Innovative Partnerships & Pharmacy Benefit Design are the
Future of Cutting Edge Gene Therapies
After decades, we are entering a new phase of drug development and treatment as gene therapies offer successful results in clinical trials, putting them on the forefront of innovative measures to treat various diseases.
While this is good news for those suffering from various medical conditions, it also means that there will be unprecedented costs in order to offer these gene therapies to individuals across the world. Thus, it will be critical to implement new ways of providing health insurance and pharmacy benefit design. Let's walk through this at a high level...
What are gene therapies?
Gene therapy has most recently been defined as an experimental technique that uses a single gene or a set/series of genes to treat or prevent a disease. New scientific evidence is supporting this technique and showing that doctors may eventually be able to treat a genetic disorder by inserting a gene into a patient's cells instead of using drugs or performing surgery.
Essentially, they would replace a mutated or "unhealthy" gene that is the cause of the disease or disorder with an unmutated or "healthy" version. This gives the receiver of the therapy the ability to replicate this gene over and over, helping them fight off or cure their genetic condition.
What is the cost of gene therapy?
In these early stages, it is hard to tell how expensive gene therapy can or will be. However, there is a recent example that demonstrates high cost treatment.
A gene therapy, called Zolgensma, a treatment for spinal muscular atrophy (SMA), broke the record for the most costly single-dose medication in history, at $2 million per treatment, per patient. Though it is too early to tell what the ultimate cost will be for different gene therapies targeting various detrimental diseases, a simple extrapolation of the costs to the general insured population in the United States illustrates the problem plainly. There needs to be a way to use these new gene therapies without bankrupting health plans or the companies that provide them.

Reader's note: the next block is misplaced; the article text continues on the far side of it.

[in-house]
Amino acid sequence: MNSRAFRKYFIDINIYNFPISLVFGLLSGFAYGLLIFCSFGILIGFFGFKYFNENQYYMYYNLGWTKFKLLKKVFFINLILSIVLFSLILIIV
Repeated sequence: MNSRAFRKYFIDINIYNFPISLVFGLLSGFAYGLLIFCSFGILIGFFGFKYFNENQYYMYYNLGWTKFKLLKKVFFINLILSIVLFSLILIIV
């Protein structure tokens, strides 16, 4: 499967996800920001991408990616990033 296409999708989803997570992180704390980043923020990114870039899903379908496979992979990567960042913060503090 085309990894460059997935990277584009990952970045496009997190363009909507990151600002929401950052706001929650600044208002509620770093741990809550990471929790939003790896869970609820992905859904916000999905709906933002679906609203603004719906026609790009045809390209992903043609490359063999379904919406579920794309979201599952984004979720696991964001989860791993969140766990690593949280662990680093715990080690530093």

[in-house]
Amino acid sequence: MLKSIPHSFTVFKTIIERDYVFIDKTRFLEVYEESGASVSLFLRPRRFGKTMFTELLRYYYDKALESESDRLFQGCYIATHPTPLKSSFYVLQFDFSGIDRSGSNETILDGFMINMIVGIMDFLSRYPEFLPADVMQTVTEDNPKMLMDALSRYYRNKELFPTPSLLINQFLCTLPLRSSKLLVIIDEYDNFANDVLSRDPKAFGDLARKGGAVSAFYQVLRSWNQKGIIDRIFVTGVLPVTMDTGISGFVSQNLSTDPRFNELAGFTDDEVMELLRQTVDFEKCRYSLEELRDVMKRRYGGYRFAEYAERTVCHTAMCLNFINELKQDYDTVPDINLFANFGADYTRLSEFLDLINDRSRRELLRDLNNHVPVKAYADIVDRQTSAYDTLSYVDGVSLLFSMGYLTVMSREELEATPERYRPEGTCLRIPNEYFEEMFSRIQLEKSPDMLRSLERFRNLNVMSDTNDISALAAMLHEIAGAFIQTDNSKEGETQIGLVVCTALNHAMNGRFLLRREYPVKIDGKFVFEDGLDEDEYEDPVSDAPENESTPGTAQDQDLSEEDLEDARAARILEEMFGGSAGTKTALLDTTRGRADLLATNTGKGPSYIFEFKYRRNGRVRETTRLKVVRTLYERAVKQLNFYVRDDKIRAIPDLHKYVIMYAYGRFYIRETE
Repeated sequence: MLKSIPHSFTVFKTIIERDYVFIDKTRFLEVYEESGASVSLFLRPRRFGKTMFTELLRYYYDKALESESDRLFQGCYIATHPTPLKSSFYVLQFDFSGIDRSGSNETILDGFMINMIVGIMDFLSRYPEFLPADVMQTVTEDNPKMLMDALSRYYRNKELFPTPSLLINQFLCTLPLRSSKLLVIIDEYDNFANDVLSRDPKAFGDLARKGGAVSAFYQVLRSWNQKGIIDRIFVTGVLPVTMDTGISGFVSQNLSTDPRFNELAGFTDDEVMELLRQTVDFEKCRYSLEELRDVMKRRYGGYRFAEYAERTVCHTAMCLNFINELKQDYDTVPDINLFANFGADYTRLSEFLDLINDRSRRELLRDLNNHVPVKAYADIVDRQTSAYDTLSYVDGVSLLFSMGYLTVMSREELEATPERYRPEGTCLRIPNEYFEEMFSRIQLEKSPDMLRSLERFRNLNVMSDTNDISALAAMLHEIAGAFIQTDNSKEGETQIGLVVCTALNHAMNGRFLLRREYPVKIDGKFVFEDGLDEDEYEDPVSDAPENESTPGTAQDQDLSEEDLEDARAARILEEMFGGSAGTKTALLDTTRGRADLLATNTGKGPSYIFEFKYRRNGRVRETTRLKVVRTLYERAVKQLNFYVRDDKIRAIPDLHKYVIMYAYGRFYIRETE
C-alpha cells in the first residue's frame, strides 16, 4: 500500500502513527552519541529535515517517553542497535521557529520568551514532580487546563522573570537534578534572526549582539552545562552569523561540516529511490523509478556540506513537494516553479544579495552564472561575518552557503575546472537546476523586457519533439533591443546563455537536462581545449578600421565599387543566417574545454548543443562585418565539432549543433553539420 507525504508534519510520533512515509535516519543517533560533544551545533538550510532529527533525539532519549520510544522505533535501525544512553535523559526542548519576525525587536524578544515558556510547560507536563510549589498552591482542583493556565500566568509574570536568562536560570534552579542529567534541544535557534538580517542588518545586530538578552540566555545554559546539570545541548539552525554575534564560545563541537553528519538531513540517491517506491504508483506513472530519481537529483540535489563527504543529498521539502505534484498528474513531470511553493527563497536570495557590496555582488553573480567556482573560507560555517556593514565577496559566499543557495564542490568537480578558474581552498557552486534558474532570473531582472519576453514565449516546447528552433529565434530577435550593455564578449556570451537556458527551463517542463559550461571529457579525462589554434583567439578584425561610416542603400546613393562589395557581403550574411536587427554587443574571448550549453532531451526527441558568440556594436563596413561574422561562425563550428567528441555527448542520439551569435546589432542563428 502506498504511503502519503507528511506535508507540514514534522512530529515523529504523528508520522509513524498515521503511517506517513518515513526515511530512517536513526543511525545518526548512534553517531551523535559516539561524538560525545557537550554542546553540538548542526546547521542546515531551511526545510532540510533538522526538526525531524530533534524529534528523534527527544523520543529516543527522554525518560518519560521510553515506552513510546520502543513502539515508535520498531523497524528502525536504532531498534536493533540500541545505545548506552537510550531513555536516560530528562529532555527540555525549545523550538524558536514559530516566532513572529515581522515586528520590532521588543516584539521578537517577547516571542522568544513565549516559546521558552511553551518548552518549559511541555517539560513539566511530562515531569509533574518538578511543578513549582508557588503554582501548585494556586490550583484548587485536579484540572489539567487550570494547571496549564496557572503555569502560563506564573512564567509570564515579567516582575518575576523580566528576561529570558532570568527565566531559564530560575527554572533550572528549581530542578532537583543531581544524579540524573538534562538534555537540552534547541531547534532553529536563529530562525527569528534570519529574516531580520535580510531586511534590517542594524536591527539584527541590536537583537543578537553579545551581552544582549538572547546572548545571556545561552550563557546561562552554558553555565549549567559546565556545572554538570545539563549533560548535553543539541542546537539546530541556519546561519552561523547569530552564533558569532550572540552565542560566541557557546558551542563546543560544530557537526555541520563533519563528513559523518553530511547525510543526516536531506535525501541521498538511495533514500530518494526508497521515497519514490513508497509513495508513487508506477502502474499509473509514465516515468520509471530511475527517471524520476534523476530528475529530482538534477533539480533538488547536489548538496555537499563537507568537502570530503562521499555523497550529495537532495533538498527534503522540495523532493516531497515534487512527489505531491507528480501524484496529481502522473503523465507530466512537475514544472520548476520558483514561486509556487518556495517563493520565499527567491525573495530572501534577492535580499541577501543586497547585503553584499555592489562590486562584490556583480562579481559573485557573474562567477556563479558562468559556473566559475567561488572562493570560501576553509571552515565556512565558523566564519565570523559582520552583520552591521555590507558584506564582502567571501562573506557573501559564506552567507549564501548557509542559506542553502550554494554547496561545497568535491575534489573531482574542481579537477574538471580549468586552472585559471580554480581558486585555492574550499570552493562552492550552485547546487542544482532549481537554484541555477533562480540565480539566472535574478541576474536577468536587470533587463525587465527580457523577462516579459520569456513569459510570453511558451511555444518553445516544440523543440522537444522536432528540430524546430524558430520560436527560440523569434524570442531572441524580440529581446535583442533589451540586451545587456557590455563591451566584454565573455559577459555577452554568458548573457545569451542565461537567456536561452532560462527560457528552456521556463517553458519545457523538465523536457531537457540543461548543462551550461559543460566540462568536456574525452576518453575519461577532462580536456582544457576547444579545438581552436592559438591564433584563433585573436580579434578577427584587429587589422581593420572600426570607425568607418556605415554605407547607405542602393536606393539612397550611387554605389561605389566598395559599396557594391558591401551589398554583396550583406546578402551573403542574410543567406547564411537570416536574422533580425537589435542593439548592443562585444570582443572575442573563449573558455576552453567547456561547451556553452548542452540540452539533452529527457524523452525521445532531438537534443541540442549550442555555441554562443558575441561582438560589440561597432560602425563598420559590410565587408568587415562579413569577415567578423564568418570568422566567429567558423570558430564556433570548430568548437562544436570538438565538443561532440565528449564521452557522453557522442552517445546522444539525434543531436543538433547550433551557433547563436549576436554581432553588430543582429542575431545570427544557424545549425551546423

What can be done at the employer level to help with the cost of gene therapies?
Again, though the gene therapy revolution is just around the corner, a lot of unknowns still exist. But, going off of what we know, there are two strategies that can help in paying for the cost of gene therapies.
First off, innovative payment mechanisms -- restructuring the traditional, transactional payment models to spread payments across the lifetime of a patient. This way, the therapy may be offered without the unprecedented cost due all at once, which could negatively impact the employer.
The second strategy is called "value-based contracting." Basically, even though gene therapy manufacturers are highly confident in their treatments, it doesn't mean that the effect of the therapy will last long-term. And until long-term studies are performed on patients who received gene therapies, the unknown on the sustainability of the treatment will remain. That's where "value-based contracting" comes in. Value-based contracts will refund a portion of the therapy if the patient fails to achieve and sustain an "expected" clinical response based on the therapy they received. This reimbursement is then tied to the expected outcome.
This second strategy does mean that patients must be monitored over a long period of time to properly identify whether the therapy was effective. And, any movement between insurance carriers could void the original insurance relationship. These details illustrate the importance of new contracts between carriers, employers, and patients.
These new gene therapies are an exciting development and will help cure thousands of people in the United States from genetic disorders and diseases in the future.
To learn how we can help your organization strategize for the future of offering complicated pharmacy benefits and controlling your cost, please reach out to the Pharmacy Benefits Consulting team, Arxcel, at Lawley.